Author Topic: Making Horns Flat  (Read 6588 times)

Offline Tim Crosby

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Making Horns Flat
« on: March 16, 2022, 03:26:29 PM »
  First thing to do is rasp/scrape the horn down and try and get the thickness as uniform as possible, especially at the base. The base can be left longer than needed (See post below) not much and then trimmed and evened out after it is flattened. Then it gets heated. I don't use oil but just throw them in water and boil them until they are soft enough to flex when squeezed, an hour or so will do. Then they go into a press like this with the sizers, 3/4ths, 1//2" whatever the thickness you want the horn to be, the size of the horn will have something to do with that (Start with 1 & 5 then 3, 2, 4, you may need some smaller wedges to tighten things up) that I hammer in while tightening up the press. I let it sit about 8 hours.

   Tim C.
     





« Last Edit: March 16, 2022, 03:30:38 PM by Tim Crosby »

Offline Tim Crosby

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Re: Making Horns Flat
« Reply #1 on: March 16, 2022, 03:29:32 PM »
 I mentioned above that the horn should be shaped, not to finished but close, if nothing more than rough shaped before it is pressed. The one thing I do not do is cut it to its final length. I leave it an inch or so longer than I want it finished. The reason, I have had them split once the wedges are driven in and the final tightening done. That way if it does crack the crack can be trimmed off and the horn saved. If the crack is to long the horn can still be saved by using staples and a piece of rawhide or leather inside the horn. Without the base the staples can easily be bent over.
 I hope the press, it is made of Beach, Pix are self-explanatory. The small wedge is to really tighten things up. You want 1 & 5, which have their outer edges rounded, to press into the horn so the ends come out as round as possible. Square will work too but is not as strong as rounded, more likely to split..
 For shaping after the horn is flattered using a Jig makes it easy to hold. Rough cut the two sides based on the shape of the horn, they should be a bit thinner than the horn so you don't hit them while filing of scraping. Lay the horn on a piece of wood and screw one side down, put the other side tightly against the horn and screw it down. Screw a small piece at the end, a piece of it can actually go into the horn to help hold it down if needed. Do one side than turn the horn and the sides over. If you want to work the edges of the horn, the thin sides, just shape a piece of wood that will fit inside it and hold it in a vice, I clamp the horn and the piece of wood. The bottom of the jig has a keel on it so it can be clamped in a vice. The jig is useful when carving the horn too.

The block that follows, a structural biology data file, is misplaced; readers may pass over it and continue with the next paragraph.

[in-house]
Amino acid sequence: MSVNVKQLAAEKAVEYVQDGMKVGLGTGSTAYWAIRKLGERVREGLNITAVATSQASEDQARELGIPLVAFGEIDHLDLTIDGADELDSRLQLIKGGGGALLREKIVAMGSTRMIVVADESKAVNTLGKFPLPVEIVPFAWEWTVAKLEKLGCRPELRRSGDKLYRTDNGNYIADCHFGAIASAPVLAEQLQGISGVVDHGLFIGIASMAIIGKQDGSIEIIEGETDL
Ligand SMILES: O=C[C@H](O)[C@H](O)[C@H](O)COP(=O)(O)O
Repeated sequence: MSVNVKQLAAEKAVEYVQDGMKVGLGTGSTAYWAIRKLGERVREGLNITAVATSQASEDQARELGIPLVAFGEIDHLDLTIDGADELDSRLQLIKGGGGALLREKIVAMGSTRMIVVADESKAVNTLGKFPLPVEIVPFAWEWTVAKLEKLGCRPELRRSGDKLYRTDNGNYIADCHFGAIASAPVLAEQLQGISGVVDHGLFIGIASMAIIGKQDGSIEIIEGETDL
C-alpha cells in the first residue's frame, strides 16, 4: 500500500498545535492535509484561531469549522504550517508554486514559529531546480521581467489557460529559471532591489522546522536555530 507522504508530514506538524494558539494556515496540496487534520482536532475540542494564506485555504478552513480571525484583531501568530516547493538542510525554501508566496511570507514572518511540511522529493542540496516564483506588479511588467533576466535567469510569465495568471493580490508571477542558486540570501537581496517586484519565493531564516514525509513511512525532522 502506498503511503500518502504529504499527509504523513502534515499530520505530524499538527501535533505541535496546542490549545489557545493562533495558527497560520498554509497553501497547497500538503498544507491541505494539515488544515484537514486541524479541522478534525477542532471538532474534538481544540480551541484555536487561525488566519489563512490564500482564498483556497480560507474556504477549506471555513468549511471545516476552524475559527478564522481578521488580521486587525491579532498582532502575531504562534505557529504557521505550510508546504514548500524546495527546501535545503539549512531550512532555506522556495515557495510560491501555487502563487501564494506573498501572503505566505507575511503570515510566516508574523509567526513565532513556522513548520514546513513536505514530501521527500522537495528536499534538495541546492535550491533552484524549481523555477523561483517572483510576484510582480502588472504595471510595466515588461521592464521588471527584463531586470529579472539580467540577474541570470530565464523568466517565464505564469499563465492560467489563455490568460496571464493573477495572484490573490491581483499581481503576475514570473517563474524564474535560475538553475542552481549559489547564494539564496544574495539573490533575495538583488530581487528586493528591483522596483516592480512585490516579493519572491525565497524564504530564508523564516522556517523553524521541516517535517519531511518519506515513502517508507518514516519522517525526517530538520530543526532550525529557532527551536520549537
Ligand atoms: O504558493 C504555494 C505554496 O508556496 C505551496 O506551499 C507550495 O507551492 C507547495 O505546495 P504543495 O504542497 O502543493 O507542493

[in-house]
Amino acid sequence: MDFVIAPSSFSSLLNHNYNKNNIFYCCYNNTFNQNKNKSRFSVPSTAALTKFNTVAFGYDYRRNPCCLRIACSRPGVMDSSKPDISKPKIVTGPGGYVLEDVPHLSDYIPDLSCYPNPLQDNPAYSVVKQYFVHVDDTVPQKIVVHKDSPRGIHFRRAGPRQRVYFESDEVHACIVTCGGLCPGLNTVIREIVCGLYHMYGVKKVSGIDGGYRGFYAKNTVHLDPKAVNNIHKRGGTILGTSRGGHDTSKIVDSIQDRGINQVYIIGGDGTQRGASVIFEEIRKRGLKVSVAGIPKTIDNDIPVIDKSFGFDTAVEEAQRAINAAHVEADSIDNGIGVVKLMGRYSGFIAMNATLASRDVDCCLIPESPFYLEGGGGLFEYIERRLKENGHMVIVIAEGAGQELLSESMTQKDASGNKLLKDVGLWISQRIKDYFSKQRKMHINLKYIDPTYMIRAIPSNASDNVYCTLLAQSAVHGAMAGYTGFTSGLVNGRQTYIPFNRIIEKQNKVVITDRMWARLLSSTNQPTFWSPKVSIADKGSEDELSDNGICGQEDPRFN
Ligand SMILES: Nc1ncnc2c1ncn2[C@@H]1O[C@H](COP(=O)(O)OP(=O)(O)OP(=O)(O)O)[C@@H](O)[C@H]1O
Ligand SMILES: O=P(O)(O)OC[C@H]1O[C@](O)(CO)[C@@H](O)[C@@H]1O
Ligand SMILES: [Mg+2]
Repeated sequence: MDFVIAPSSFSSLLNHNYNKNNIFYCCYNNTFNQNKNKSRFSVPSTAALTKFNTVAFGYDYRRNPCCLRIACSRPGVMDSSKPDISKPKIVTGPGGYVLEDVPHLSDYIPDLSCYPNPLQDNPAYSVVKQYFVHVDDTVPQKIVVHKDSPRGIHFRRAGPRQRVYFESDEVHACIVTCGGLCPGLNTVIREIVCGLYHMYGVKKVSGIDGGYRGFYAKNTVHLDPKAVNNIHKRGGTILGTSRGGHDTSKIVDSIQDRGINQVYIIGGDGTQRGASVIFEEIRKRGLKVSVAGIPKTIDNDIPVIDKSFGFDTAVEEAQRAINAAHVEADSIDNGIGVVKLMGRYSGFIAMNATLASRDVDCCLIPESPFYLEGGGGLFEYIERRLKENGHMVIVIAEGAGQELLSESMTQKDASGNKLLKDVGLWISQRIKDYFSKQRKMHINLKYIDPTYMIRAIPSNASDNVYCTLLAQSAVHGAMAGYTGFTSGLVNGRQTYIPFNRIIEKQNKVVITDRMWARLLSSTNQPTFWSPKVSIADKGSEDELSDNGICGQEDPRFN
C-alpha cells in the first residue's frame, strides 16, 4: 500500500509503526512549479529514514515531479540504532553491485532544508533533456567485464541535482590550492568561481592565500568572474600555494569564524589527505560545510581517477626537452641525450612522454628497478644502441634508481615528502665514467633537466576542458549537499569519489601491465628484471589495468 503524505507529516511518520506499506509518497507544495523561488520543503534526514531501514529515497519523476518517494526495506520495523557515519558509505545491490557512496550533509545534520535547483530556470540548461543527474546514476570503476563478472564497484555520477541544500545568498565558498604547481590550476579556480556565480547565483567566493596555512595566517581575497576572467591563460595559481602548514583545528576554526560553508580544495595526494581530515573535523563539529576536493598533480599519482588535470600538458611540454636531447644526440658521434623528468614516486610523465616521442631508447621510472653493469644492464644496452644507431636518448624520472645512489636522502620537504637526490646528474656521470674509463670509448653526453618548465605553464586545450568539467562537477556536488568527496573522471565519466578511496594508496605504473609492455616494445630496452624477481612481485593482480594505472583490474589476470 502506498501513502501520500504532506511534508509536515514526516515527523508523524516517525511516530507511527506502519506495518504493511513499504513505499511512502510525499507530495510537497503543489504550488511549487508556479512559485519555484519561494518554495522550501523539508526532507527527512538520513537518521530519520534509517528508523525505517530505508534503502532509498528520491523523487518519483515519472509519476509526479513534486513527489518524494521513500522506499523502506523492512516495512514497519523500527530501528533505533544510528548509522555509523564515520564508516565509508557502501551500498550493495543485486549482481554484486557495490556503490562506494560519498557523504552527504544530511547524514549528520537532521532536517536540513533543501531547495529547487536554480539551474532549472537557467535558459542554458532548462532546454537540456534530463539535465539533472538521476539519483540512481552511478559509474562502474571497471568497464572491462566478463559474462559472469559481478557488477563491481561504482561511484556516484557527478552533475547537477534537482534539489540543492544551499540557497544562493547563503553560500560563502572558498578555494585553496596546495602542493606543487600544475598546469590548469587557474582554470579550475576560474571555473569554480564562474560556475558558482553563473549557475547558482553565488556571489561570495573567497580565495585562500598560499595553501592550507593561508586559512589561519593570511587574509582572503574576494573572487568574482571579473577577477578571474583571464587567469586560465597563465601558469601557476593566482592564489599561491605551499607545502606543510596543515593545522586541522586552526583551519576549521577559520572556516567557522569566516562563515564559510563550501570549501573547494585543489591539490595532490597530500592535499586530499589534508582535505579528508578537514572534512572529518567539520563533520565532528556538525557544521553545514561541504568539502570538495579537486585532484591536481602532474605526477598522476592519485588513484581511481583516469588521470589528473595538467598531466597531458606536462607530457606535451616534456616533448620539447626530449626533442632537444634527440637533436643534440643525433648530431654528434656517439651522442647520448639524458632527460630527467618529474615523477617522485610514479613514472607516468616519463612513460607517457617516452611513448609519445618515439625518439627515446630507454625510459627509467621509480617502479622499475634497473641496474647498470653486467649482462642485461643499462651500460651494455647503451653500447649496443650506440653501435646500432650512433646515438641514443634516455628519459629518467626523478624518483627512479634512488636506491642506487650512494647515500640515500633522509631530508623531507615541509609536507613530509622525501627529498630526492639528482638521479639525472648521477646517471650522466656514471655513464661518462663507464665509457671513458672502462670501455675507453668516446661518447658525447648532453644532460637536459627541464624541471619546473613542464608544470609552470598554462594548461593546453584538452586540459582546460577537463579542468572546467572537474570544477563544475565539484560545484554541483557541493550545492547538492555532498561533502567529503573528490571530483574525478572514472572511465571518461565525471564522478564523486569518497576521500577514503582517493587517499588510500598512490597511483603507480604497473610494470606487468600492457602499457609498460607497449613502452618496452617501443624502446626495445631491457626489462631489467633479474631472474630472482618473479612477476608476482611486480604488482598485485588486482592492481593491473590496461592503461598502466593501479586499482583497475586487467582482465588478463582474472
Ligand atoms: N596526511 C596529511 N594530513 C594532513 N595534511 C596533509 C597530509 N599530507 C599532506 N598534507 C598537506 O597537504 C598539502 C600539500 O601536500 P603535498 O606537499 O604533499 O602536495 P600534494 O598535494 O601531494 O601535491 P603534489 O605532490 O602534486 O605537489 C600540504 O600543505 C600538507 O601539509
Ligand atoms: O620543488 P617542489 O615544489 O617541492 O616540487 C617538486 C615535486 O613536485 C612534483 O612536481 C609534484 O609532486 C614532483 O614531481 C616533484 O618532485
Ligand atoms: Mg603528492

Hope this helps.

   Tim
 




 The Jig:





  In Use, with a scraper:


« Last Edit: March 16, 2022, 03:41:37 PM by Tim Crosby »

Online James Rogers

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Re: Making Horns Flat
« Reply #2 on: March 16, 2022, 04:05:06 PM »
Tim,
I dont think I have ever seen a construction response from you that was not backed up with well worded instruction and the most helpful photo sequences. This tutorial is no exception.
« Last Edit: March 17, 2022, 04:44:28 AM by James Rogers »

Offline Dennis Daigger

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Re: Making Horns Flat
« Reply #3 on: March 17, 2022, 03:30:52 AM »
This is an excellent tutorial that I wish I'd had before I started. Thanks for sharing it with the community.
Denns

Offline pamtnman

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Re: Making Horns Flat
« Reply #4 on: February 07, 2023, 05:00:33 AM »
This is very helpful, thank you. Book of Buckskinning VI has an article about making flat horns, and the author suggests using paper wrap to make a model of what the horn will or could look like. This helps establish dimensions, and what thickness plug to use. Talking with people who have made flat horns before I get the impression it's no big deal to them. But to me the entire process is daunting.

Offline loiblb

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Re: Making Horns Flat
« Reply #5 on: February 09, 2023, 05:48:25 PM »
Great info. Thanks for showing how to make one in such detail.

Offline Tim Crosby

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Re: Making Horns Flat
« Reply #6 on: February 09, 2023, 06:13:45 PM »
 If you have any questions just ask. TC

Offline Bob Gerard

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Re: Making Horns Flat
« Reply #7 on: February 19, 2023, 01:20:36 AM »
This is a great help, thanks.
Question: do you drill the spout hole before or after you flatten the horn?

Offline Tim Crosby

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Re: Making Horns Flat
« Reply #8 on: February 19, 2023, 04:13:58 PM »
This is a great help, thanks.
Question: do you drill the spout hole before or after you flatten the horn?

 Before.

  Thanks, Tim

Offline Bob Gerard

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Re: Making Horns Flat
« Reply #9 on: February 20, 2023, 08:31:41 PM »
Thanks Tim